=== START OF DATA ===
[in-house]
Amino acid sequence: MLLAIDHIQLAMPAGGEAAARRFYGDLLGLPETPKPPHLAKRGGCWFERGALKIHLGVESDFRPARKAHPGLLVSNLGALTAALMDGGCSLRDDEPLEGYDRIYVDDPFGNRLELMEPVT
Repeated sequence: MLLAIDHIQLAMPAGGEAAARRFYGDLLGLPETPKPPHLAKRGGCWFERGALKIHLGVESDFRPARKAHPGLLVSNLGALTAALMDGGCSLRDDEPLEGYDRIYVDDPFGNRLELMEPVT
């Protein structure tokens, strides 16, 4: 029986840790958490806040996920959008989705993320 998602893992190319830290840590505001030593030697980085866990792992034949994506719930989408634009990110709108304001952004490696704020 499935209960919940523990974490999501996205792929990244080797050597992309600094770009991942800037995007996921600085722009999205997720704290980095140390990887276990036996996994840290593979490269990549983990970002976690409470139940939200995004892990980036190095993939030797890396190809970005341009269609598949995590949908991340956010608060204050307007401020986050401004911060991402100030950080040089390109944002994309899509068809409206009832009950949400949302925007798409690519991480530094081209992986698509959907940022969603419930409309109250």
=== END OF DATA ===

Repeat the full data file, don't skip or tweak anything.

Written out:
[in-house]
Amino acid sequence: MLLAIDHIQLAMPAGGEAAARRFYGDLLGLPETPKPPHLAKRGGCWFERGALKIHLGVESDFRPARKAHPGLLVSNLGALTAALMDGGCSLRDDEPLEGYDRIYVDDPFGNRLELMEPVT
Repeated sequence: MLLAIDHIQLAMPAGGEAAARRFYGDLLGLPETPKPPHLAKRGGCWFERGALKIHLGVESDFRPARKAHPGLLVSNLGALTAALMDGGCSLRDDEPLEGYDRIYVDDPFGNRLELMEPVT
């Protein structure tokens, strides 16, 4: 029986840790958490806040996920959008989705993320 998602893992190319830290840590505001030593030697980085866990792992034949994506719930989408634009990110709108304001952004490696704020 499935209960919940523990974490999501996205792929990244080797050597992309600094770009991942800037995007996921600085722009999205997720704290980095140390990887276990036996996994840290593979490269990549983990970002976690409470139940939200995004892990980036190095993939030797890396190809970005341009269609598949995590949908991340956010608060204050307007401020986050401004911060991402100030950080040089390109944002994309899509068809409206009832009950949400949302925007798409690519991480530094081209992986698509959907940022969603419930409309109250």